Evolution of gene networks in sex determination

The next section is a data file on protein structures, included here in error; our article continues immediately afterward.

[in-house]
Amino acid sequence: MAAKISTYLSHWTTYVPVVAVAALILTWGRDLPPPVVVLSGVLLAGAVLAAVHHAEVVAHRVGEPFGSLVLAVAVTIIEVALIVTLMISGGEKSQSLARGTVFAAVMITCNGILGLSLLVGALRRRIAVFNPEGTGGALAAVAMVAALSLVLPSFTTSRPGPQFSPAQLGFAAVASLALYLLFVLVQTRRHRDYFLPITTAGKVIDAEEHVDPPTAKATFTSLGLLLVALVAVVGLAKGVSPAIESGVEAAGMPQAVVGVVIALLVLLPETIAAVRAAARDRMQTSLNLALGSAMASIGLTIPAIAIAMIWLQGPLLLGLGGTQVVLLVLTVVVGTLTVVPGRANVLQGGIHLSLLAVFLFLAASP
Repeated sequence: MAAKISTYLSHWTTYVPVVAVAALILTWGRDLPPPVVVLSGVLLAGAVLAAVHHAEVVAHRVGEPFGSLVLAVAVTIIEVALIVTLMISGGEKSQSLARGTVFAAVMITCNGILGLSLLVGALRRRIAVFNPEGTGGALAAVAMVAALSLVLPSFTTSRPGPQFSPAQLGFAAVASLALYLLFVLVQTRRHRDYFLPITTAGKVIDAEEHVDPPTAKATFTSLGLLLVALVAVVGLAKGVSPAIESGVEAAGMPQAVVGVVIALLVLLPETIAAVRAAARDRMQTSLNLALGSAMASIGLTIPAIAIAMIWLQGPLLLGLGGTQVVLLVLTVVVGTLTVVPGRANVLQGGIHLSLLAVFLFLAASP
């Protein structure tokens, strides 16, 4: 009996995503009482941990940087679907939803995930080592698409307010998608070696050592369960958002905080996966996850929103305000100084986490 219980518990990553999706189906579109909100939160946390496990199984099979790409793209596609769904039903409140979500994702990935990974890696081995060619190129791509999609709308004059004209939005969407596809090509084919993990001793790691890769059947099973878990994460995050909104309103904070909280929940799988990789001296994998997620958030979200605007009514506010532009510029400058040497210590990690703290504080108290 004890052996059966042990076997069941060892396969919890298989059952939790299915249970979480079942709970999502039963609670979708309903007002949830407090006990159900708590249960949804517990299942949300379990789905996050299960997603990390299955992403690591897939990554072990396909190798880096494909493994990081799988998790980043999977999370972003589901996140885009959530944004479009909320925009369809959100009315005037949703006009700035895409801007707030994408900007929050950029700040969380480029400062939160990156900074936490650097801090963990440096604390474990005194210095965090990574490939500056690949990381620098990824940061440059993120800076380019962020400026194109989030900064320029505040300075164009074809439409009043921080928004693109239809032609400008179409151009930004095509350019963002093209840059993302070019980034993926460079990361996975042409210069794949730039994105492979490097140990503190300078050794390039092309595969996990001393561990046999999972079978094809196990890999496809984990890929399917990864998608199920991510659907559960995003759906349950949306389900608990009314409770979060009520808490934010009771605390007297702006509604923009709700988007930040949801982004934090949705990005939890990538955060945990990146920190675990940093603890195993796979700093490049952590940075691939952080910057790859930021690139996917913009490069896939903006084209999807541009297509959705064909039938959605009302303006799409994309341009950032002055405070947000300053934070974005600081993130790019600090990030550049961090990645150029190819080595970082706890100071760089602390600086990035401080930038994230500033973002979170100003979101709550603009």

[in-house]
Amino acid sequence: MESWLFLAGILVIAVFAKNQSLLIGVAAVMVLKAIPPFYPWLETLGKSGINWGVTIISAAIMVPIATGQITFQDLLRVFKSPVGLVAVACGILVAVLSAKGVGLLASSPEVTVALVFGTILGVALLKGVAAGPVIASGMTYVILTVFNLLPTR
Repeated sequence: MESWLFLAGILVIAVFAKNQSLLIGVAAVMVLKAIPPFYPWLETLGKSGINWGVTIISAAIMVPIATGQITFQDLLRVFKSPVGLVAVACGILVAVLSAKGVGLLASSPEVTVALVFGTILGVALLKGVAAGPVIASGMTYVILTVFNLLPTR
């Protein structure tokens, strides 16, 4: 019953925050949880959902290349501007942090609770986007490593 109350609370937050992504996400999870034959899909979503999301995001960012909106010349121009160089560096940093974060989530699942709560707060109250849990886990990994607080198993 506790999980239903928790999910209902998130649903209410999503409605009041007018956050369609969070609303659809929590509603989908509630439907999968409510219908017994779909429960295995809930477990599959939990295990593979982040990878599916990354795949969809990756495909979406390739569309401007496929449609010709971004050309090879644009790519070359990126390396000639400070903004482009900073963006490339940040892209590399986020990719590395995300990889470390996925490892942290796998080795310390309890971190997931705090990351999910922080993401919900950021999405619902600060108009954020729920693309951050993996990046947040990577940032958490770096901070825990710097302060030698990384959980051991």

In this work, the evolution of sex determination gene networks is inves tigated using a modelling approach. Recent evidence indicates that an in crease in the complexity of interactions has played an important role in gene network evolution. Sex determination mechanisms offer a good model for studying gene network evolution because, among other reasons, they evolve rapidly. In chapter 2, the potential for evolutionary change of the existing Drosophila sex determination gene network is considered. With the aid of a synchronous logical model, theoretical concepts such as a network-specific form of mutation are defined, as well as a notion of functional equivalence between networks. Applying this theoretical framework to the sex deter mination mechanism, it is found that sex determination networks generally exist within large sets of functionally equivalent networks all of which satisfy the sex determination task. These large sets are in turn composed of sub sets which are mutationally related, suggesting a high degree of flexibility is available without compromising the core functionality. The technique for finding functional equivalence between networks suggests a general method for gene network reconstruction, which is explored in chapter 3. Lastly, in chapters 4 and 5, a hierarchical model is presented which integrates popu lation genetics techniques with network dynamics. This model consists of a core population genetics simulation within which parameters such as the sex and fitness of the genotype are calculated from the corresponding network dynamics. The model is used to investigate the early evolution of sex deter mination networks. Following from a hypothesis proposed by Wilkins (1995), the assumption is made that sex determination networks have evolved in a retrograde manner from bottom to top. Starting from the simplest possible ancestral system, based on a single locus, we explore the way in which more complex systems, involving two or three loci, could have evolved.